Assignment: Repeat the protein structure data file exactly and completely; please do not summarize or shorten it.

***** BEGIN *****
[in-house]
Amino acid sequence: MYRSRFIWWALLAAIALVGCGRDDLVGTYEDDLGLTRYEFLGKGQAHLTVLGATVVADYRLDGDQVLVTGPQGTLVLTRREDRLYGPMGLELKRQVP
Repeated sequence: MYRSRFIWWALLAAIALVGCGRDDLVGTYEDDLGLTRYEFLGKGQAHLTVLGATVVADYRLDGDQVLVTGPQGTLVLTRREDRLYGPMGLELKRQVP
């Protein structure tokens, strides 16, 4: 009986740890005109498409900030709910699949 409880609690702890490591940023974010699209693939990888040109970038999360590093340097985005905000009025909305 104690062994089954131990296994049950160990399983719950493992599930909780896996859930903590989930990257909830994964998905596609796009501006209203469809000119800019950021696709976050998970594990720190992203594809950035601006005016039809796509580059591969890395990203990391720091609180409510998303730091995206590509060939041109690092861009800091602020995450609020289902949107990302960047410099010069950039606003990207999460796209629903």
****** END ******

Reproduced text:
[in-house]
Amino acid sequence: MYRSRFIWWALLAAIALVGCGRDDLVGTYEDDLGLTRYEFLGKGQAHLTVLGATVVADYRLDGDQVLVTGPQGTLVLTRREDRLYGPMGLELKRQVP
Repeated sequence: MYRSRFIWWALLAAIALVGCGRDDLVGTYEDDLGLTRYEFLGKGQAHLTVLGATVVADYRLDGDQVLVTGPQGTLVLTRREDRLYGPMGLELKRQVP
């Protein structure tokens, strides 16, 4: 009986740890005109498409900030709910699949 409880609690702890490591940023974010699209693939990888040109970038999360590093340097985005905000009025909305 104690062994089954131990296994049950160990399983719950493992599930909780896996859930903590989930990257909830994964998905596609796009501006209203469809000119800019950021696709976050998970594990720190992203594809950035601006005016039809796509580059591969890395990203990391720091609180409510998303730091995206590509060939041109690092861009800091602020995450609020289902949107990302960047410099010069950039606003990207999460796209629903």